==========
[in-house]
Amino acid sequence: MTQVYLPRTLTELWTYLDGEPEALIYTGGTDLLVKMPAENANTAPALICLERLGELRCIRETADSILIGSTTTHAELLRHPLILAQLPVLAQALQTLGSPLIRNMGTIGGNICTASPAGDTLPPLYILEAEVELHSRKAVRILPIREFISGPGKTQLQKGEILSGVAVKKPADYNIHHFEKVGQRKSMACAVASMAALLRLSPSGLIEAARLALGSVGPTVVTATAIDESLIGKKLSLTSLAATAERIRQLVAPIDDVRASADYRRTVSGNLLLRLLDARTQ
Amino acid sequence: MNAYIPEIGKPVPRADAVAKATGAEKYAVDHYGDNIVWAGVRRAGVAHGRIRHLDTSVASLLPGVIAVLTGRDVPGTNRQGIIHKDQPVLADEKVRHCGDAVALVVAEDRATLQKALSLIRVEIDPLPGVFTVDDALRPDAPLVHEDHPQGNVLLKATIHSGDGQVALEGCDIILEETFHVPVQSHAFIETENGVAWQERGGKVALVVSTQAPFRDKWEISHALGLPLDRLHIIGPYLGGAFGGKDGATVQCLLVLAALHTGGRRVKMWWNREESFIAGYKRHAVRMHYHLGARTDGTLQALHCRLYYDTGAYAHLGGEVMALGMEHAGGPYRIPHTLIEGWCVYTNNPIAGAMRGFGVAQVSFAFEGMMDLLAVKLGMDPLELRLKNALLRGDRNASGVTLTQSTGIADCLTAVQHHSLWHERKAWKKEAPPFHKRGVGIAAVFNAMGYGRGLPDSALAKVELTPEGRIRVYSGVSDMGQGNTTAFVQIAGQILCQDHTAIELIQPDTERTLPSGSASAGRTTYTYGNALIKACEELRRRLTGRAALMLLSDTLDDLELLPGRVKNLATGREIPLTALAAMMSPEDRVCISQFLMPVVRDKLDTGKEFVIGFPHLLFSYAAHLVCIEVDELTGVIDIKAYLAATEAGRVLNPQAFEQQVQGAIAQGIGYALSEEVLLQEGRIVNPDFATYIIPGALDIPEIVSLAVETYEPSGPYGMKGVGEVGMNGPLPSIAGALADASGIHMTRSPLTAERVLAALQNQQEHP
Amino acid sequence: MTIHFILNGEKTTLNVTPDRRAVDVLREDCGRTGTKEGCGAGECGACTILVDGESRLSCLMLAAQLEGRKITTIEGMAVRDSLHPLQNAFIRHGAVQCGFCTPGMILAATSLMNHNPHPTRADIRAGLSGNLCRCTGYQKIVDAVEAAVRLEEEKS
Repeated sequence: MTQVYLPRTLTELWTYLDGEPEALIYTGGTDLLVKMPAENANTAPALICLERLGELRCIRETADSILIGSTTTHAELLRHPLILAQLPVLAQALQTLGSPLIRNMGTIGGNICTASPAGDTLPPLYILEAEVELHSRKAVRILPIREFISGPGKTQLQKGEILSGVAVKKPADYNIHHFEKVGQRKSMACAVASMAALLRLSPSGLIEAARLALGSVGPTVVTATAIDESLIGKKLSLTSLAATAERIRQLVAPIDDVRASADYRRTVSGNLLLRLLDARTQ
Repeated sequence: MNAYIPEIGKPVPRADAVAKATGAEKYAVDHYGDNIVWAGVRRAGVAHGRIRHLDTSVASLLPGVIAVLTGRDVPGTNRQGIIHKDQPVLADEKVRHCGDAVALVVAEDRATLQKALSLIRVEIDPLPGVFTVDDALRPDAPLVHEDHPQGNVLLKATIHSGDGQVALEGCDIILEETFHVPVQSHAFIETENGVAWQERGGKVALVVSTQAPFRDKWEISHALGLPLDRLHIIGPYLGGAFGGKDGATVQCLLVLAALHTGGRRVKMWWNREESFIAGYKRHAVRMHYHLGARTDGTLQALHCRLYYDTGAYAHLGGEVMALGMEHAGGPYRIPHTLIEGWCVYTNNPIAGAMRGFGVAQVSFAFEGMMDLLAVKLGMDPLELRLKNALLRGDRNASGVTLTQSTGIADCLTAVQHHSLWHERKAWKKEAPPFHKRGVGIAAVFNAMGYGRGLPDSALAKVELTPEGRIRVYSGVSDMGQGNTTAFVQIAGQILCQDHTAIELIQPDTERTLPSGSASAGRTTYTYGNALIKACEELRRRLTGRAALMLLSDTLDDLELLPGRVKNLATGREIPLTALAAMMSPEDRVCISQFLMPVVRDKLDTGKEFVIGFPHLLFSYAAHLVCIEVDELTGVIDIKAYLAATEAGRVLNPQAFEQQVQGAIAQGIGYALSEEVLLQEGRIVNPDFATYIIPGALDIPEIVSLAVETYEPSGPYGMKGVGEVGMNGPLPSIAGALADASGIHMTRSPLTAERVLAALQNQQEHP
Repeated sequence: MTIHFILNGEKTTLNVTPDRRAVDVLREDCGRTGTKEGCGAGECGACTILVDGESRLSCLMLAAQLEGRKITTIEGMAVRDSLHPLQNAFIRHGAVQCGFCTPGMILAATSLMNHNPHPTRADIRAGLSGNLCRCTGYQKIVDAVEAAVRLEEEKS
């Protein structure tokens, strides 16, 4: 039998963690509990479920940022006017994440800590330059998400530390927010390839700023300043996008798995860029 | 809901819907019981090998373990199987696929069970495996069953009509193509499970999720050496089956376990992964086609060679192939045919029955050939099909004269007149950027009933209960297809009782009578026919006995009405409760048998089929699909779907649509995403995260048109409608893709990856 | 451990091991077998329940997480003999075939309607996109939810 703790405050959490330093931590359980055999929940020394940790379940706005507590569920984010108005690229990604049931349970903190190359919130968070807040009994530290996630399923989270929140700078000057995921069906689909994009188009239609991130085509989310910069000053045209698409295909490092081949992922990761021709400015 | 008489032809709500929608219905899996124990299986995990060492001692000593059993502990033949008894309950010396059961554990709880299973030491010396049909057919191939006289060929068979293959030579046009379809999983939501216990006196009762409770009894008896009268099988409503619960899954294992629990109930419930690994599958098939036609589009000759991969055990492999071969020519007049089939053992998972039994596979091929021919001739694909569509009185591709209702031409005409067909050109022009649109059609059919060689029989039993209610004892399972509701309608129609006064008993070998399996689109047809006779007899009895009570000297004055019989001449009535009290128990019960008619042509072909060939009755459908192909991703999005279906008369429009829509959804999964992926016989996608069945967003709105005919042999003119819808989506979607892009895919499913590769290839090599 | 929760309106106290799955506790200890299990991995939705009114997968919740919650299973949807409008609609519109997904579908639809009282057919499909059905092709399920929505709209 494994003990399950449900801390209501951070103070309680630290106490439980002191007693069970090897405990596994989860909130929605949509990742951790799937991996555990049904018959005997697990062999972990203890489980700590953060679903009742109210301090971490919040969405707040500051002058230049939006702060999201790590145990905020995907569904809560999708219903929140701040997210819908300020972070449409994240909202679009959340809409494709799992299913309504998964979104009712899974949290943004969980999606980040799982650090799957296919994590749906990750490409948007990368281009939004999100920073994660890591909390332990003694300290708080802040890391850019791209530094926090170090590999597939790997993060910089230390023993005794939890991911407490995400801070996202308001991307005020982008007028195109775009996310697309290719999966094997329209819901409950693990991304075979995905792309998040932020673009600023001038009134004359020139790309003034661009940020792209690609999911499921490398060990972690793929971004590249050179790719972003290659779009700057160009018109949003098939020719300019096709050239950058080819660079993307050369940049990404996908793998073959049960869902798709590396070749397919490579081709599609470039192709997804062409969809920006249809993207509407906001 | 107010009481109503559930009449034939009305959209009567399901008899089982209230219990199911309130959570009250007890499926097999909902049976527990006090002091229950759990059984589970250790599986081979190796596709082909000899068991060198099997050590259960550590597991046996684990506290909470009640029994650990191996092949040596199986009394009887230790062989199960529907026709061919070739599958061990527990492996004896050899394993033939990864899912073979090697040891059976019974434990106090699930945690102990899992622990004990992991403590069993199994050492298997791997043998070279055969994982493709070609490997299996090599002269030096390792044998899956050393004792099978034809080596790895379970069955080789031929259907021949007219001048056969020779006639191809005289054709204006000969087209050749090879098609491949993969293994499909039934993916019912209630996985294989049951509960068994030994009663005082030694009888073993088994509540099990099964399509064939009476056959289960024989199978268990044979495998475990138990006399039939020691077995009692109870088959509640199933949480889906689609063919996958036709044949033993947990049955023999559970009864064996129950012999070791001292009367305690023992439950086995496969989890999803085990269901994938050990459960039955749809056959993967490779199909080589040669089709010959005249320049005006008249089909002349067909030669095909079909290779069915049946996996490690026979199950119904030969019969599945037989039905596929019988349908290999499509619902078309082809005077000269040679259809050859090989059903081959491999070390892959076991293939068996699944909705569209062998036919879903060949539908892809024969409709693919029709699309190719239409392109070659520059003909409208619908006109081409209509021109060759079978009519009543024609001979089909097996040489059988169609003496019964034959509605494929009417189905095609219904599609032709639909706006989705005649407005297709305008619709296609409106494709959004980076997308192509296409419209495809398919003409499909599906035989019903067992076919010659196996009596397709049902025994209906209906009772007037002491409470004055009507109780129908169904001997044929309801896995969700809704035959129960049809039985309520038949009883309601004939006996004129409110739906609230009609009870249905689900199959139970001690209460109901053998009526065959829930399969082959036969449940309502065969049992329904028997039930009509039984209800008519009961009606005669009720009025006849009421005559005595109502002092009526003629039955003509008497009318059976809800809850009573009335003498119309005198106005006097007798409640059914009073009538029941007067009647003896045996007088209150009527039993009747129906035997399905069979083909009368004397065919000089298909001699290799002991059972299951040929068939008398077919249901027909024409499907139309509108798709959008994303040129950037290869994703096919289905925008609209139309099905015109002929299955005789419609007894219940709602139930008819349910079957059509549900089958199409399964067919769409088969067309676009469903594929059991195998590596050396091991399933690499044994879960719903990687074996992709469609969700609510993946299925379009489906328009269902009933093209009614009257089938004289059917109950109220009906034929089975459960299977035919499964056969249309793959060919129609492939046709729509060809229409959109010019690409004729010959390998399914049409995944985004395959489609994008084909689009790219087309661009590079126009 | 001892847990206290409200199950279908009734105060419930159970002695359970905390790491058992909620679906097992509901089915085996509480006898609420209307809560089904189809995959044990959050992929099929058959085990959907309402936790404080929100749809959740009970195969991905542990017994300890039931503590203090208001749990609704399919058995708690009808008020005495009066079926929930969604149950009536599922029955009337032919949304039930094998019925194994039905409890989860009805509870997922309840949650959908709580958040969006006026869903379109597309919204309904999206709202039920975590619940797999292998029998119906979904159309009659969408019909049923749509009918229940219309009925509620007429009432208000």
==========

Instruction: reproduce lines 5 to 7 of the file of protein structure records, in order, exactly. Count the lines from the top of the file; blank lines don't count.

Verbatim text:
Repeated sequence: MTQVYLPRTLTELWTYLDGEPEALIYTGGTDLLVKMPAENANTAPALICLERLGELRCIRETADSILIGSTTTHAELLRHPLILAQLPVLAQALQTLGSPLIRNMGTIGGNICTASPAGDTLPPLYILEAEVELHSRKAVRILPIREFISGPGKTQLQKGEILSGVAVKKPADYNIHHFEKVGQRKSMACAVASMAALLRLSPSGLIEAARLALGSVGPTVVTATAIDESLIGKKLSLTSLAATAERIRQLVAPIDDVRASADYRRTVSGNLLLRLLDARTQ
Repeated sequence: MNAYIPEIGKPVPRADAVAKATGAEKYAVDHYGDNIVWAGVRRAGVAHGRIRHLDTSVASLLPGVIAVLTGRDVPGTNRQGIIHKDQPVLADEKVRHCGDAVALVVAEDRATLQKALSLIRVEIDPLPGVFTVDDALRPDAPLVHEDHPQGNVLLKATIHSGDGQVALEGCDIILEETFHVPVQSHAFIETENGVAWQERGGKVALVVSTQAPFRDKWEISHALGLPLDRLHIIGPYLGGAFGGKDGATVQCLLVLAALHTGGRRVKMWWNREESFIAGYKRHAVRMHYHLGARTDGTLQALHCRLYYDTGAYAHLGGEVMALGMEHAGGPYRIPHTLIEGWCVYTNNPIAGAMRGFGVAQVSFAFEGMMDLLAVKLGMDPLELRLKNALLRGDRNASGVTLTQSTGIADCLTAVQHHSLWHERKAWKKEAPPFHKRGVGIAAVFNAMGYGRGLPDSALAKVELTPEGRIRVYSGVSDMGQGNTTAFVQIAGQILCQDHTAIELIQPDTERTLPSGSASAGRTTYTYGNALIKACEELRRRLTGRAALMLLSDTLDDLELLPGRVKNLATGREIPLTALAAMMSPEDRVCISQFLMPVVRDKLDTGKEFVIGFPHLLFSYAAHLVCIEVDELTGVIDIKAYLAATEAGRVLNPQAFEQQVQGAIAQGIGYALSEEVLLQEGRIVNPDFATYIIPGALDIPEIVSLAVETYEPSGPYGMKGVGEVGMNGPLPSIAGALADASGIHMTRSPLTAERVLAALQNQQEHP
Repeated sequence: MTIHFILNGEKTTLNVTPDRRAVDVLREDCGRTGTKEGCGAGECGACTILVDGESRLSCLMLAAQLEGRKITTIEGMAVRDSLHPLQNAFIRHGAVQCGFCTPGMILAATSLMNHNPHPTRADIRAGLSGNLCRCTGYQKIVDAVEAAVRLEEEKS